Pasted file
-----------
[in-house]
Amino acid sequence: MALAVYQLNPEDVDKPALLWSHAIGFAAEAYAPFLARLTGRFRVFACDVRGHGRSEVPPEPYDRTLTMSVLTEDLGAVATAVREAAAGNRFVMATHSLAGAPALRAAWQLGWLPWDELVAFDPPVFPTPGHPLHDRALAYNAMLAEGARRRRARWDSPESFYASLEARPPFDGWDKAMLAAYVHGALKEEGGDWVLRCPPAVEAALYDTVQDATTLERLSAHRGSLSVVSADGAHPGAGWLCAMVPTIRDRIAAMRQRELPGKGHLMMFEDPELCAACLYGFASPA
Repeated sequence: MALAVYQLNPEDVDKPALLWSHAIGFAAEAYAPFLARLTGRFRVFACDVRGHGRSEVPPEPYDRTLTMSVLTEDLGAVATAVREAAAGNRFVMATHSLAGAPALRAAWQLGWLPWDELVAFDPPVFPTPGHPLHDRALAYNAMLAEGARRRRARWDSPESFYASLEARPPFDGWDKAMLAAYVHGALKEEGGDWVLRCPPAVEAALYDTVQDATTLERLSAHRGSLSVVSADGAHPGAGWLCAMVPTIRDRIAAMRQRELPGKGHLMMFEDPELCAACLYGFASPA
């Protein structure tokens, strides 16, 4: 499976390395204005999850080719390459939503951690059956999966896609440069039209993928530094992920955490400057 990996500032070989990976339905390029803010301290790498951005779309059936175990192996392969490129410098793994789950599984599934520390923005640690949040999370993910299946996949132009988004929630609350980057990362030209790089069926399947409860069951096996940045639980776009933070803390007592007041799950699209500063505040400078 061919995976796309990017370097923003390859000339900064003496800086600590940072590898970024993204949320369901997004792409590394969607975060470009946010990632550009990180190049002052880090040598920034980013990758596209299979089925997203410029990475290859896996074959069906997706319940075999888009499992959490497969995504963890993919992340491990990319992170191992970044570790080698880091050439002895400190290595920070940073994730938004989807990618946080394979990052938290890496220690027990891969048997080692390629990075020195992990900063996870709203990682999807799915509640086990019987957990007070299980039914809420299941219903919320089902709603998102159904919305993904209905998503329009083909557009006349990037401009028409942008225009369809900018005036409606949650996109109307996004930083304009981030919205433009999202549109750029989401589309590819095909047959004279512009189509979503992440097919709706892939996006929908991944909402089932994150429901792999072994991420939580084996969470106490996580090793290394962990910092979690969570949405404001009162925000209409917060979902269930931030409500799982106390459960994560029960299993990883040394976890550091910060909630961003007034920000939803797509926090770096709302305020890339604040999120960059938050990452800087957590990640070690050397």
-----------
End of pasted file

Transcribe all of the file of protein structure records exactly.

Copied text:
[in-house]
Amino acid sequence: MALAVYQLNPEDVDKPALLWSHAIGFAAEAYAPFLARLTGRFRVFACDVRGHGRSEVPPEPYDRTLTMSVLTEDLGAVATAVREAAAGNRFVMATHSLAGAPALRAAWQLGWLPWDELVAFDPPVFPTPGHPLHDRALAYNAMLAEGARRRRARWDSPESFYASLEARPPFDGWDKAMLAAYVHGALKEEGGDWVLRCPPAVEAALYDTVQDATTLERLSAHRGSLSVVSADGAHPGAGWLCAMVPTIRDRIAAMRQRELPGKGHLMMFEDPELCAACLYGFASPA
Repeated sequence: MALAVYQLNPEDVDKPALLWSHAIGFAAEAYAPFLARLTGRFRVFACDVRGHGRSEVPPEPYDRTLTMSVLTEDLGAVATAVREAAAGNRFVMATHSLAGAPALRAAWQLGWLPWDELVAFDPPVFPTPGHPLHDRALAYNAMLAEGARRRRARWDSPESFYASLEARPPFDGWDKAMLAAYVHGALKEEGGDWVLRCPPAVEAALYDTVQDATTLERLSAHRGSLSVVSADGAHPGAGWLCAMVPTIRDRIAAMRQRELPGKGHLMMFEDPELCAACLYGFASPA
């Protein structure tokens, strides 16, 4: 499976390395204005999850080719390459939503951690059956999966896609440069039209993928530094992920955490400057 990996500032070989990976339905390029803010301290790498951005779309059936175990192996392969490129410098793994789950599984599934520390923005640690949040999370993910299946996949132009988004929630609350980057990362030209790089069926399947409860069951096996940045639980776009933070803390007592007041799950699209500063505040400078 061919995976796309990017370097923003390859000339900064003496800086600590940072590898970024993204949320369901997004792409590394969607975060470009946010990632550009990180190049002052880090040598920034980013990758596209299979089925997203410029990475290859896996074959069906997706319940075999888009499992959490497969995504963890993919992340491990990319992170191992970044570790080698880091050439002895400190290595920070940073994730938004989807990618946080394979990052938290890496220690027990891969048997080692390629990075020195992990900063996870709203990682999807799915509640086990019987957990007070299980039914809420299941219903919320089902709603998102159904919305993904209905998503329009083909557009006349990037401009028409942008225009369809900018005036409606949650996109109307996004930083304009981030919205433009999202549109750029989401589309590819095909047959004279512009189509979503992440097919709706892939996006929908991944909402089932994150429901792999072994991420939580084996969470106490996580090793290394962990910092979690969570949405404001009162925000209409917060979902269930931030409500799982106390459960994560029960299993990883040394976890550091910060909630961003007034920000939803797509926090770096709302305020890339604040999120960059938050990452800087957590990640070690050397």